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Volume 24 No. 156

Sponsorships Advertising Marketing

     Jack Brock, U.S. Soft Drink President for Cadbury Schweppes,
said he has told the FTC it should reject Coca-Cola's pending
acquistion for Barq's Inc., the New Orleans-based root beer
company.  Brock: "We don't have a problem with (Coca-Cola)
devloping a brand.  But Coke already has such a dominant position
in the market."  Cadbury North America owns the A&W, Hires, and
IBC root beer brands, and Brock claimed they would lose over 20
million cases a year produced by Coca-Cola bottlers (Chris Roush,
ATLANTA CONSTITUTION, 5/25)....Coca-Cola Co. calls its "Red Hot
Summer Promotion" beginning June 1 the largest promotion in the
company's history.  The "under-the-cap promotion" will run for 13
weeks and offer $55M in available prizes and $1.5B in discounts.
Prizes include Ford Explorer Sports trucks, and more than 100
million discounts on Foot Locker merchandise (AD AGE ONLINE,
5/25).

     Bill Elliott has painted his Ford Thunderbird black to
resemble the Batmobile in order to coincide with an advertising
campaign by McDonald's.  The fast food chain, Elliott's primary
sponsor, kicks off its "Batman Forever" promotion on June 1.  The
color switch will be effective from Sunday's Coca-Cola 600 in
Charlotte through the rest of the '95 season (AP/ATLANTA
CONSTITUTION, 5/24).

     International Ice Hockey Federation President Rene Fasel's
visit to Portland, OR, on Tuesday, was reportedly to meet with
with Nike officials, according to the GLOBE & MAIL's William
Houston.  The IIHF's deal with Reebok has expired (Toronto GLOBE
& MAIL, 5/25)....In the current issue of SI, "Scorecard" examines
Reebok's deal with 14-year-old tennis star Venus Williams,
comparing it to a similar contract with then-phenom Jennifer
Capriati.  Reebok is credited with paying Williams despite the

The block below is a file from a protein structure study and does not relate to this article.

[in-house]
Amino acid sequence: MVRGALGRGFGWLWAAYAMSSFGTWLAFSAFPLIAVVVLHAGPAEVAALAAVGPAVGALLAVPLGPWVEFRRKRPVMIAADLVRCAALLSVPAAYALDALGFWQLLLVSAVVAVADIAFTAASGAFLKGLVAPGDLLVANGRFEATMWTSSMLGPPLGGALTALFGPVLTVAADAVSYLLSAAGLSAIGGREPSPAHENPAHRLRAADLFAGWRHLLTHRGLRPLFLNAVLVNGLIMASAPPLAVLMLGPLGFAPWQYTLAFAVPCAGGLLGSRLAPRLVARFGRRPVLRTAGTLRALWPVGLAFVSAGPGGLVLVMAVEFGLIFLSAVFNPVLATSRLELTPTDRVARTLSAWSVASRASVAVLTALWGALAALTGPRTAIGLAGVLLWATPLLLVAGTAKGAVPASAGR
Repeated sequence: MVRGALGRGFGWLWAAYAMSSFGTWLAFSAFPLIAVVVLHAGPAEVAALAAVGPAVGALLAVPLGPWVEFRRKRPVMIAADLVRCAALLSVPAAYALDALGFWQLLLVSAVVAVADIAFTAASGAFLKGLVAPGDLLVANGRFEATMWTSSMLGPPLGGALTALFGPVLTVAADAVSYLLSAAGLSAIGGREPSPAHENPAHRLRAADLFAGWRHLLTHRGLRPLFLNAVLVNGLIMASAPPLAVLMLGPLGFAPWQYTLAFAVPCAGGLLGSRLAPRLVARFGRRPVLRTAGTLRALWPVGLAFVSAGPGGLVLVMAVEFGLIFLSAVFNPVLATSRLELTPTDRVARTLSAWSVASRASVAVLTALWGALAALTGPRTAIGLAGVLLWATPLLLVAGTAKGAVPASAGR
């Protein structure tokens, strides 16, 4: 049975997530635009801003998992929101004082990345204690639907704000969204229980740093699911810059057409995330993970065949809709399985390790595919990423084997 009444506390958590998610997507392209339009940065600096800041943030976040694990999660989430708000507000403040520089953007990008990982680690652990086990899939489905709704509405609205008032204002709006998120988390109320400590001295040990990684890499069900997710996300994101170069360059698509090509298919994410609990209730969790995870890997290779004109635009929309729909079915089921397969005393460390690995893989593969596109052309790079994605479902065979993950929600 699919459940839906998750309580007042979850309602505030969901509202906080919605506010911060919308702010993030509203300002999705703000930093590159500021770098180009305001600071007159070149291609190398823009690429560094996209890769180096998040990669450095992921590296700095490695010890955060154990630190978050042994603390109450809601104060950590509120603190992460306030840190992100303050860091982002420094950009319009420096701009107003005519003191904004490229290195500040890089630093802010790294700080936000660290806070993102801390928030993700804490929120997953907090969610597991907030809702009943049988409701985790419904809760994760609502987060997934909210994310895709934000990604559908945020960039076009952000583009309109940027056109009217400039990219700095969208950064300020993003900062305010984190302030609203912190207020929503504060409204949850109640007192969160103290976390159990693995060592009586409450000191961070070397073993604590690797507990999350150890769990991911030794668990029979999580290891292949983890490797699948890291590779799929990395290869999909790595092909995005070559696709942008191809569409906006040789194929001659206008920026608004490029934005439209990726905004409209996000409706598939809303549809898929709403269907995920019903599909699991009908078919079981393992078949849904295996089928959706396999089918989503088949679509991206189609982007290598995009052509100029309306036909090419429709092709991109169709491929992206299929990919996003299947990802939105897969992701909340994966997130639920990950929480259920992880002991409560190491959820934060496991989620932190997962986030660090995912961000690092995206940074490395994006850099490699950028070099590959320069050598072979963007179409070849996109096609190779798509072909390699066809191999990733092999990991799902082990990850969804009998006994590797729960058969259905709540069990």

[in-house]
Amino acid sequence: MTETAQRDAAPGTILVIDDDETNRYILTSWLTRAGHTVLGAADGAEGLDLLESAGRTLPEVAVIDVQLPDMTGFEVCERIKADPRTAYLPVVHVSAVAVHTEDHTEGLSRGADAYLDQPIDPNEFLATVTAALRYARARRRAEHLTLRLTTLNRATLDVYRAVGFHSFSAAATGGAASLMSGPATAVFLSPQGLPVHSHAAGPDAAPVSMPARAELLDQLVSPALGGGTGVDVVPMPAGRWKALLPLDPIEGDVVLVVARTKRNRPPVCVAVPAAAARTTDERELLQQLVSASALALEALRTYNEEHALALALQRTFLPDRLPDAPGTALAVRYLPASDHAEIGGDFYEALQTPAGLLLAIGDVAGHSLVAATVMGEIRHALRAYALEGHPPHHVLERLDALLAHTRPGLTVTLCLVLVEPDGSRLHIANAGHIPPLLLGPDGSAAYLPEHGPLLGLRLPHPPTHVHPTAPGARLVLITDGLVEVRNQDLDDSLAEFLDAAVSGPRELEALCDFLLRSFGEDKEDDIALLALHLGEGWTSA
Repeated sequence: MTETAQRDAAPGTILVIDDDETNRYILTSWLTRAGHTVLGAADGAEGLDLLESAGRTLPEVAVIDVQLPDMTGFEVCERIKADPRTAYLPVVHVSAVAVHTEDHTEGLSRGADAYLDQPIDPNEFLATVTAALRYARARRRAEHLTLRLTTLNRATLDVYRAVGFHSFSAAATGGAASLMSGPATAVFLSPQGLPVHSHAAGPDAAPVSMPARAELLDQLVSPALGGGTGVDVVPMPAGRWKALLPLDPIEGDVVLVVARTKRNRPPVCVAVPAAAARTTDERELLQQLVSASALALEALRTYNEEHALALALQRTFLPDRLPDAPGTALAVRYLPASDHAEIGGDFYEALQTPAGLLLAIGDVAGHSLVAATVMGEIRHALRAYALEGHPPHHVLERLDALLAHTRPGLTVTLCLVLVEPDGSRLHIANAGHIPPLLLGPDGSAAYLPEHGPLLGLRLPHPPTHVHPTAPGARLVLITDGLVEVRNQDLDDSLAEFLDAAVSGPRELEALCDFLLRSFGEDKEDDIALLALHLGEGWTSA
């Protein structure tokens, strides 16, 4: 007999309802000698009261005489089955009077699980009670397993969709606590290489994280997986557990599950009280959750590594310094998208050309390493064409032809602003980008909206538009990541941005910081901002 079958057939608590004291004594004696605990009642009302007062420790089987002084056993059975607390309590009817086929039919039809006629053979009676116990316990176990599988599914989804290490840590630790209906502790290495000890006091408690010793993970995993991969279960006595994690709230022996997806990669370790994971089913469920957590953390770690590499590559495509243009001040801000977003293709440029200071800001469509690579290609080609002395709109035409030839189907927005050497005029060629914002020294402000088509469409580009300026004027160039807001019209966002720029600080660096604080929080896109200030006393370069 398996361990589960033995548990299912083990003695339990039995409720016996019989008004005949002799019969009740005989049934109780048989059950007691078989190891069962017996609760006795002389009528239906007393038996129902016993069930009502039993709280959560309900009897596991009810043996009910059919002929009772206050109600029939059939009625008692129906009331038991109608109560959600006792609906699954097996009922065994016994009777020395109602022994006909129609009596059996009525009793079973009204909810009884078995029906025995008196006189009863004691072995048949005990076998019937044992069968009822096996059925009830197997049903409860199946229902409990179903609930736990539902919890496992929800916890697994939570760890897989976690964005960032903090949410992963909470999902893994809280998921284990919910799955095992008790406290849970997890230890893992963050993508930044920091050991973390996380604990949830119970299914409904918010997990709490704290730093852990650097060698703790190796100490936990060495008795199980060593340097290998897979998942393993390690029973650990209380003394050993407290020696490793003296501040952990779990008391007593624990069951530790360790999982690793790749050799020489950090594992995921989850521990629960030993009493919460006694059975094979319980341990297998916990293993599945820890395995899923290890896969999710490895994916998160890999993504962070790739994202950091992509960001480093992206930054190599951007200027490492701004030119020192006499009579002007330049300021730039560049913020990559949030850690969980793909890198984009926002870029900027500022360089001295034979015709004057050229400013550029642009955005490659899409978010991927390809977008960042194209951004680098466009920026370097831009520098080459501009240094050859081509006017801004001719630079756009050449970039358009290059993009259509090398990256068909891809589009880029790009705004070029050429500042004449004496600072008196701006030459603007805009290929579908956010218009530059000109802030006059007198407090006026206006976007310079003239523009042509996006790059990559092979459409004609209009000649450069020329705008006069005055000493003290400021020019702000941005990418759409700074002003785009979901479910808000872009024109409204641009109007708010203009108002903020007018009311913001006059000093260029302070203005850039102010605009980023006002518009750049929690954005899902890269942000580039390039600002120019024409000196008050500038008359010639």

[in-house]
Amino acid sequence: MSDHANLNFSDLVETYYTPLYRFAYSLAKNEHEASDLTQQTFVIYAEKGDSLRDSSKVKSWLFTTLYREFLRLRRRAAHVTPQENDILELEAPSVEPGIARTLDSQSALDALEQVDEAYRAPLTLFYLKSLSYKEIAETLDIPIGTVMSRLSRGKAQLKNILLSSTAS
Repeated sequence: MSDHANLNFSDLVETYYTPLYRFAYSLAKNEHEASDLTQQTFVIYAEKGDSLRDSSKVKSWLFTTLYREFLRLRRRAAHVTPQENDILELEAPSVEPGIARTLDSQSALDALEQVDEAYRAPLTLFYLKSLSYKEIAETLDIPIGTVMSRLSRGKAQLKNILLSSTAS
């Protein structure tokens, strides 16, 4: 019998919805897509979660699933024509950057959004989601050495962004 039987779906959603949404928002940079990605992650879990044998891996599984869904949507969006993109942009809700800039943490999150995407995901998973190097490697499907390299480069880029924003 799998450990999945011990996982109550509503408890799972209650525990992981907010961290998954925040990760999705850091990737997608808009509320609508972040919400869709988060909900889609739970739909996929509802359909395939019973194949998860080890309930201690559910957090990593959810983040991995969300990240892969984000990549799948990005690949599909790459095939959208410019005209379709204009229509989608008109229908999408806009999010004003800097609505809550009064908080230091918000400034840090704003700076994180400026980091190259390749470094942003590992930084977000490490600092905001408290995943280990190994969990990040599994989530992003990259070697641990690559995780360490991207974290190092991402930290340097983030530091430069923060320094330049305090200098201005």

fact she will play in only three tournaments, thereby not
"overextending" her to fulfill schedule requirements.  But, SI
adds, "she has done nothing to merit such riches except provide
one tantalzing glimpse of raw talent" (SI, 5/29 issue)....Walt
Disney announced an "unprecedented move by a major studio" as
they plan to make a motion picture that will be distributed
directly to video stores and bypass theaters.  The movie will be
"Honey, I Shrunk the Parents" and star Rick Moranis (WALL STREET
JOURNAL, 5/25).... Timberland will reportedly switch ad agencies
from Mullen Advertising to BBDO, New York (BOSTON HERALD,
5/25)....CBS' Herb Weisbaum looked at the electronic game market,
including new machines by Sega, Nintendo, and Sony.  Weisbaum
said not to expect the $400 price of the new Sega Saturn system
"to come down anytime soon" ("CBS This Morning," 5/25).

     MasterCard International confirmed yesterday they will be
title sponsor of the Colonial Invitiational PGA Tour thorugh the
'98 event.  As title sponsor of next year's event, MasterCard
"will pay about half of the prize money ($1.4 million) and
bankroll half of the 32 30-second spots run on the CBS
broadcast."  The package is estimated to be worth up to $3M,
although details were not released.  In return, MasterCard will
get its name in all mentions of the tournament, a skybox
hospitality room next to the 18th green, and "an unspecified